My top 13+1 anime series of 2016, a.k.a. “Why am I doing this in February?”

It’s been one month since I started this blog! This post was one of the first I planned to write but it got waylaid due to perceived irrelevancy. Well, I continue to see “best of 2016” lists go up so screw it, I’ll throw my hat into the ring.

To qualify for this list a series must have ended in 2016 because otherwise I haven’t seen it. This means that March Comes like a Lion (3-gatsu no Lion) isn’t eligible although based on its first episode I can imagine it being a strong contender for 2017.

Along these same lines a series must have released a reasonable majority of its episodes in 2016. Listings that fall under this rule will be judged on the entirety of their run, not just the parts that came out in 2016.

I watched *a lot* of anime last year: I completed 45 series, not to mention OVAs. This was not an easy list to pair down which is why you’re getting 13(+1) listings instead of the traditional 10. It’s all arbitrary anyway.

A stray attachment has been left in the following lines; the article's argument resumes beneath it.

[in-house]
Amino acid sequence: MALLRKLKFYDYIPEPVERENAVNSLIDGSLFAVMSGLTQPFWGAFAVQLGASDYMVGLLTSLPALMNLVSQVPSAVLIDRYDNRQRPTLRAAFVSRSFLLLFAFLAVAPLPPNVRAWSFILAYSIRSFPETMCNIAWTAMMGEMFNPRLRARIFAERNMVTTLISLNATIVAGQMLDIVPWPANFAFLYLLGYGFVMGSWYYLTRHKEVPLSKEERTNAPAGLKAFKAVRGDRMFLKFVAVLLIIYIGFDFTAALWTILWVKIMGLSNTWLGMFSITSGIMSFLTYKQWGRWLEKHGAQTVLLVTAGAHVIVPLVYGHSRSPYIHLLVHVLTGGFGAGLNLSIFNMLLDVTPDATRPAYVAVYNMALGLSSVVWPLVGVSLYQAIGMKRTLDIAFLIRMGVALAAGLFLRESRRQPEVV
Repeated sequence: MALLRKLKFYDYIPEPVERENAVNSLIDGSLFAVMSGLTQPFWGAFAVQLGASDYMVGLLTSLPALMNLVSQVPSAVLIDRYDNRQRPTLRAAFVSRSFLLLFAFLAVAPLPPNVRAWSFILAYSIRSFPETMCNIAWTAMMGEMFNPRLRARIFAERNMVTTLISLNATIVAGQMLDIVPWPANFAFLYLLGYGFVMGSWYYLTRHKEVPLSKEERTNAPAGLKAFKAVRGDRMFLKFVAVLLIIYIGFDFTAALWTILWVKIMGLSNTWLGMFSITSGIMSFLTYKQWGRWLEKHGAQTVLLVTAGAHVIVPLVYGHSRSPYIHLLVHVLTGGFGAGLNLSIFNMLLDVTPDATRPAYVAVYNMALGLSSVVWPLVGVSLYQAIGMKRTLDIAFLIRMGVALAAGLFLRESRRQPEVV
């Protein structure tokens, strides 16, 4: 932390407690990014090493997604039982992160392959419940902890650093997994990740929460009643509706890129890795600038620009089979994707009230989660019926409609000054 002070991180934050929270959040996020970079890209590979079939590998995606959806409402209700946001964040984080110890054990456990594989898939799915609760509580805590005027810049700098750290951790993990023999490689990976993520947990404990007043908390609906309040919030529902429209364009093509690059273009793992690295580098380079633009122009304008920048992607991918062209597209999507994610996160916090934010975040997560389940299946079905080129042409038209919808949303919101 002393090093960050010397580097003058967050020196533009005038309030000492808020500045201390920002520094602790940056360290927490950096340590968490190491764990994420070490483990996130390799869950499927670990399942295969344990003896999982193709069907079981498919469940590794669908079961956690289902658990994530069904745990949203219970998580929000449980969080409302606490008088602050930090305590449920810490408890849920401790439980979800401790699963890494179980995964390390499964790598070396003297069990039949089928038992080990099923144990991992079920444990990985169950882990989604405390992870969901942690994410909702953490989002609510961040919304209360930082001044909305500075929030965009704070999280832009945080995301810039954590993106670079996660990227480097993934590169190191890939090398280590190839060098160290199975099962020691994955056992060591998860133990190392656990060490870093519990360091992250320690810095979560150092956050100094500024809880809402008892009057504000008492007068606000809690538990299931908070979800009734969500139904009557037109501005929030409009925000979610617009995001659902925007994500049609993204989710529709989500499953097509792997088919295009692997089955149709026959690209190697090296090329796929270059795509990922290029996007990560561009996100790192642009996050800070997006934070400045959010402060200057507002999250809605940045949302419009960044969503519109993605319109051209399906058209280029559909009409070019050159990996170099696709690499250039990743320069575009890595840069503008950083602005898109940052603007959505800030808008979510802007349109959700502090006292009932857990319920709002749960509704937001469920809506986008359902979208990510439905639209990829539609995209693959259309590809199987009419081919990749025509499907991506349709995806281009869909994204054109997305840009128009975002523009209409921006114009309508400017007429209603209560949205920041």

So without further ado…


+1. Thunderbolt Fantasy


Urobuchi Gen did it again! While it’s arguable whether Thunderbolt Fantasy is an anime I’m not sure it’s a classification that matters. Urobutcher managed to introduce the world to Taiwanese puppetry and prove its strenghts in one fell swoop, showcasing its stylish action and charming quirks through limitation. Yet the series was not content to coast by on its novelty; it also has a great story to tell as you’d expect from a Urobuchi production.

With Thunderbolt Fantasy you come for the puppet sword fights and stay for the fantastic characters. Its uniqueness demands your attention, anime or not.


13. ReLIFE


ReLIFE was a precursor to my decision to watch current anime after they’ve completed rather than as they air. The series was released in full on streaming services at the start of the Summer 2016 season and made for a memorable viewing moment. I realized then that this was how I should approach anime going forward, even if it took me a few seasons to put that to action.